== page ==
Even though we are free to eat whatever we want, we are not to put stumbling blocks in front of others. Even if it is not sin for us to eat particular foods, it is sin if we cause offense to others. I have some Jewish friends that I would never invite to dinner and have a pork roast. Even though pork roast is fine and is not sin to eat, I would instead have roast beef for dinner because I don’t want to unnecessarily offend them. What if they could not, in all conscience, eat what I had for dinner? Why would I risk embarrassing them if they felt they couldn’t eat it? What else could they do but refuse? Paul was sensitive to this because the early church was composed primarily of Jews but Gentiles were being added to the church and so this is why he said “if food makes my brother stumble, I will never eat meat, lest I make my brother stumble” (1 Corinthians 8:13).
So we are not to cause unnecessary stumbling blocks of offense to others but the opposite is equally true that we are not to become offended when others may mistakenly have something that you do not eat. In Romans 14:13-15 Paul addresses this issue writing, “Therefore let us not pass judgment on one another any longer, but rather decide never to put a stumbling block or hindrance in the way of a brother. I know and am persuaded in the Lord Jesus that nothing is unclean in itself, but it is unclean for anyone who thinks it unclean. For if your brother is grieved by what you eat, you are no longer walking in love. By what you eat, do not destroy the one for whom Christ died.” So if we might cause offense, don’t go there. This could apply to alcohol too…as well as many other things where we may differ in belief and conscience from our brother or sister in Christ. Paul was “persuaded…that nothing is unclean in itself” but it is “unclean for anyone who thinks it unclean.” We are to be considerate and sensitive to the beliefs and conscience of others…even if we think there is nothing wrong with it.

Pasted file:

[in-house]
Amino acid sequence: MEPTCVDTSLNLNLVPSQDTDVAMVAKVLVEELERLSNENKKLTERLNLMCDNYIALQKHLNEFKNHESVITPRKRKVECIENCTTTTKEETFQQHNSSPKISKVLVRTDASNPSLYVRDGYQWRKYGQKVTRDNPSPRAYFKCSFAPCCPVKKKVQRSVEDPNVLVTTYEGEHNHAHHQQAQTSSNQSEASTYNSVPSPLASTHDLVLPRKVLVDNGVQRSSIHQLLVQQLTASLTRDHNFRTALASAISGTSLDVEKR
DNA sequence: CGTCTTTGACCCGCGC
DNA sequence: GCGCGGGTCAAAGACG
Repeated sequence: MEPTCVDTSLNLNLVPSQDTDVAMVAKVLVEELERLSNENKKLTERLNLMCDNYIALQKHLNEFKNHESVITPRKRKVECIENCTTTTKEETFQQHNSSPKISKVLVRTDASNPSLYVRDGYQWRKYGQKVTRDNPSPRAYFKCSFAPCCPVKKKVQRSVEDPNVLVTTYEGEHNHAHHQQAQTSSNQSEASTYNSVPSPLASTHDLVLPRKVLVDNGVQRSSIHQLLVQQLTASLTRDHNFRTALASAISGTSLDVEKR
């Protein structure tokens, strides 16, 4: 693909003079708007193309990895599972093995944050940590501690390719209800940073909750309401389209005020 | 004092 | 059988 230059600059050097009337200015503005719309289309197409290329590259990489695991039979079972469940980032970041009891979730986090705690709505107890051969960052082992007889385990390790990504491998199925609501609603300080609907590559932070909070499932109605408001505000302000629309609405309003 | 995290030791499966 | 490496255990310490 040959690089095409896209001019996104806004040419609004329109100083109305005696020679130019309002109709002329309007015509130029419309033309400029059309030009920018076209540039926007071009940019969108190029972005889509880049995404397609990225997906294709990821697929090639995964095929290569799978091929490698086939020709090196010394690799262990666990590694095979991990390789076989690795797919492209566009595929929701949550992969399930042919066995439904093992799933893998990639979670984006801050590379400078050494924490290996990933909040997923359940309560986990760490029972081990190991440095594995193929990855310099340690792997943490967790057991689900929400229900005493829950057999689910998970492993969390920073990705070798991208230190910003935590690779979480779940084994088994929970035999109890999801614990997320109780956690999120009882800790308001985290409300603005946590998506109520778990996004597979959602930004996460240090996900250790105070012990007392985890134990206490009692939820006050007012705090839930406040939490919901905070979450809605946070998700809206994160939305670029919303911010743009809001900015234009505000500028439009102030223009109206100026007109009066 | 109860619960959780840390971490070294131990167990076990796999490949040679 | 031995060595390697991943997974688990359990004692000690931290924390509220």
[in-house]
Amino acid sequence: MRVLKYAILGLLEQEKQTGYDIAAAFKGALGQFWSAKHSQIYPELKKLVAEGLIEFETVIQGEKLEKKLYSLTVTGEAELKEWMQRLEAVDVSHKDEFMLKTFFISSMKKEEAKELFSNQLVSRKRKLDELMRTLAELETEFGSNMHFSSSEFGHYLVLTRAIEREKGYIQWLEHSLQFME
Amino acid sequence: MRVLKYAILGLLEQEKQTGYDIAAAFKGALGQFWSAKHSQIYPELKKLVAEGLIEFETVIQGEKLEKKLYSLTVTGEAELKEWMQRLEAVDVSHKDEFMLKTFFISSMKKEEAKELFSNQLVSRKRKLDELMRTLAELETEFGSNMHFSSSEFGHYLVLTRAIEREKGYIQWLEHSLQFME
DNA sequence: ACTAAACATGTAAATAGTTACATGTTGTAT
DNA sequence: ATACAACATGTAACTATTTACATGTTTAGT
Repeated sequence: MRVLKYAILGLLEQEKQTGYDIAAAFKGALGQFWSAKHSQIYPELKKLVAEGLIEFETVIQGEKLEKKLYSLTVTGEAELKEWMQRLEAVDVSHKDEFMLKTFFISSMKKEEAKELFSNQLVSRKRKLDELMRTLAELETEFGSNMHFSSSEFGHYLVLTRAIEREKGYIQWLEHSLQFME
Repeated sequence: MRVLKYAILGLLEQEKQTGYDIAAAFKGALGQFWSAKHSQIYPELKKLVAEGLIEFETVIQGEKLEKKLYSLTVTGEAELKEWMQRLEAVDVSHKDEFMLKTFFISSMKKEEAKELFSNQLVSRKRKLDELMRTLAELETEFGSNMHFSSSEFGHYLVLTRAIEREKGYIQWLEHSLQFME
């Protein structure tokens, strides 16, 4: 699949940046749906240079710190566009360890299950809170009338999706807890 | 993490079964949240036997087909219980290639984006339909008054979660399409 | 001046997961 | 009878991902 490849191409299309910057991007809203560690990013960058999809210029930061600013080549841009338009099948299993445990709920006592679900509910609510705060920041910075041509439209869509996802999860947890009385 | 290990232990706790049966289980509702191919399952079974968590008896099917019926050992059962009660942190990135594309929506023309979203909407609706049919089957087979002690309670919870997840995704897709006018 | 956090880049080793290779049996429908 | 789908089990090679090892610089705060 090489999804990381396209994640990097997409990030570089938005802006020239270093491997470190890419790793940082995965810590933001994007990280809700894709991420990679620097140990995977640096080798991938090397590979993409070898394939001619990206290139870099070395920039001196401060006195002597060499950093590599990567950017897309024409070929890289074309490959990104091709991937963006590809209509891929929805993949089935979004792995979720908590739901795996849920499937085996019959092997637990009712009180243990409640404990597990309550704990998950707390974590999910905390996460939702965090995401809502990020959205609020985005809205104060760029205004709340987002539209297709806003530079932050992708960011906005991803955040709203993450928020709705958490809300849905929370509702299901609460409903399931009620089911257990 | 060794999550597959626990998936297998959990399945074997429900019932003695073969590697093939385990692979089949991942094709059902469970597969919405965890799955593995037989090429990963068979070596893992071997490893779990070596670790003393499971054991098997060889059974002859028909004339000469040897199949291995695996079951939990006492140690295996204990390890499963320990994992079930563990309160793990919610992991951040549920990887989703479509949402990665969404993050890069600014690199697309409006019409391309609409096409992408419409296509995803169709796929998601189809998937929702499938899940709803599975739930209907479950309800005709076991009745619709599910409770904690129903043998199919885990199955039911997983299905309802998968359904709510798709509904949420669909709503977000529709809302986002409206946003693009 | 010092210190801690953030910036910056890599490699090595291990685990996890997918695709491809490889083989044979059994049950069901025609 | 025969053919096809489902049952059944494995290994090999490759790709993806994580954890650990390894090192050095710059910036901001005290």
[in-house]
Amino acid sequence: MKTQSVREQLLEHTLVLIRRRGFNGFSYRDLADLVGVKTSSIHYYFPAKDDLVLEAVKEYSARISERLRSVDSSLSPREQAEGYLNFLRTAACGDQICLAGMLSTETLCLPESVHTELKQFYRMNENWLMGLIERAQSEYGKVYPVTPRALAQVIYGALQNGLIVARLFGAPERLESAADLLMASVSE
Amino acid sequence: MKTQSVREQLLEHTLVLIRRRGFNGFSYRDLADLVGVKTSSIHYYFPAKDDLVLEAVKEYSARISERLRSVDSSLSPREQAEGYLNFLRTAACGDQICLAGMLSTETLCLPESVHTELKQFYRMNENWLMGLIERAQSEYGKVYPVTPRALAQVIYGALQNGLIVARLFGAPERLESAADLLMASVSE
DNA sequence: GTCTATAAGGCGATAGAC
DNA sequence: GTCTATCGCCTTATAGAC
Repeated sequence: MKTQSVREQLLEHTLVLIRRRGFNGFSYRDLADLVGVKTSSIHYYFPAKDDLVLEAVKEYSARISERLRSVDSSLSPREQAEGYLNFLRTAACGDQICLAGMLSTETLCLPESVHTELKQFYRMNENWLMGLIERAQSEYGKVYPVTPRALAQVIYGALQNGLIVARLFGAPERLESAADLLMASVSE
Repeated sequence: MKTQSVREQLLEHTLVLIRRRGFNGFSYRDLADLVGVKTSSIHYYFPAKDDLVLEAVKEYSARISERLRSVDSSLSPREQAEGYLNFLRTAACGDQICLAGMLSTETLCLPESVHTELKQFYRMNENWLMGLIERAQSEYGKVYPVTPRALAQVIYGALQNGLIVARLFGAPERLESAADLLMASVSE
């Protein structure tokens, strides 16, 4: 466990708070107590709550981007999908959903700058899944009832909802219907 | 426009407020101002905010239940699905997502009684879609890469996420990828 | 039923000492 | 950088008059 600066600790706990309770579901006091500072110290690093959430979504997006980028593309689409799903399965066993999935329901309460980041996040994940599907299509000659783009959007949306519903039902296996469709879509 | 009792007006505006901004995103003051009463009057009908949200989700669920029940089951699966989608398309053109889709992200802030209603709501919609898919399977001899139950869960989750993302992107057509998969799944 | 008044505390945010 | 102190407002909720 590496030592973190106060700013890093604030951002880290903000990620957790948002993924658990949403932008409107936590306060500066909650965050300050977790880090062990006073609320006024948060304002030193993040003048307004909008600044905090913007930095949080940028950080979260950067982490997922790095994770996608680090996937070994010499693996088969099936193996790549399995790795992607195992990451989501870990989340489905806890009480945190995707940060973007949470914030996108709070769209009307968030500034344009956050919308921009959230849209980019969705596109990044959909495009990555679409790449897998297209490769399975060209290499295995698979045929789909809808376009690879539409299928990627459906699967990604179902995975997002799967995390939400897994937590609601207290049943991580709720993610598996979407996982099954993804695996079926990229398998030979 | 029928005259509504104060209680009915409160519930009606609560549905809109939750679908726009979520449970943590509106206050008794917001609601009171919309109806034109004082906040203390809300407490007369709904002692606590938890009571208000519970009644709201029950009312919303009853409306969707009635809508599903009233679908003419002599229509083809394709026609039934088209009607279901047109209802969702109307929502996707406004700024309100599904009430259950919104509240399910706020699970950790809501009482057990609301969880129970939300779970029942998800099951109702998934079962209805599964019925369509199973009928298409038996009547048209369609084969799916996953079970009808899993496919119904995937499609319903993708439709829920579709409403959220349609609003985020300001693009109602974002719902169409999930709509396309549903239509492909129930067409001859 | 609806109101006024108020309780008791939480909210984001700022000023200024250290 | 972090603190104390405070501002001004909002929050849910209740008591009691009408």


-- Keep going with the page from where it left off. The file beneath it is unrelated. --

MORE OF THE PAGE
Is Gluttony or Obesity Sin?
There are actually some sins that concern food but these also may include alcohol or too much of anything. This is called overindulgence or gluttony. For some “their god is their belly, and they glory in their shame, with minds set on earthly things” (Philippians 3:19). We are commanded to “not be among drunkards or among gluttonous eaters of meat, for the drunkard and the glutton will come to poverty, and slumber will clothe them with rags” (Proverbs 23:20-21). Why is over consumption or gluttony sin? Paul asks, “Do you not know that you are God’s temple and that God’s Spirit dwells in you? If anyone destroys God’s temple, God will destroy him. For God’s temple is holy, and you are that temple” (1 Corinthians 3:16-17). Paul is actually talking about sexual sins which are against the body. And Paul is not talking about a person losing their salvation because of gluttony but if they fail to take care of their bodies, God reserves the right and may indeed take them home early. Your “body is a temple of the Holy Spirit within you, whom you have from God? You are not your own, for you were bought with a price. So glorify God in your body” (1 Corinthians 6:19-20). If a person eats too much they will be overweight and overweight people face higher health risks but many people just have a different metabolism. We should never judge or condemn someone who is overweight. We don’t know the whole story. It might be a thyroid problem or it might be some other medical condition. Unless you’re their doctor, you have no right to condemn them or look down on them.
We have read that a person’s heart is revealed by what comes out of their mouth. It is not what goes into the mouth that pollutes the heart but what comes out in our words. We should take care of our body and eat a good diet and exercise because we have the Holy Spirit in this temple (body) but we should not cause offense by what we do eat or be offended by what others eat. We should be sensitive to others and not be judgmental because each one of us will stand before and give an account to our Lord. If you are not presently saved, then you will have to give an account for every idle word ever spoken and every idle deed ever done and the result will be worse than you can imagine (Revelation 20:12-15). Decide today whether you will stand before Christ and be judged for your works on earth and what rewards He will give you for the Kingdom of Heaven…or have Him be your Judge Who will condemn you for rejecting Him as your Savior. It’s your choice. Choose today. Life or death?
Take a look at this article to see what else the Bible says about food:
Resources: New International Version Bible THE HOLY BIBLE, NEW INTERNATIONAL VERSION®, NIV® Copyright © 1973, 1978, 1984, 2011 by Biblica, Inc.™ Used by permission. All rights reserved worldwide.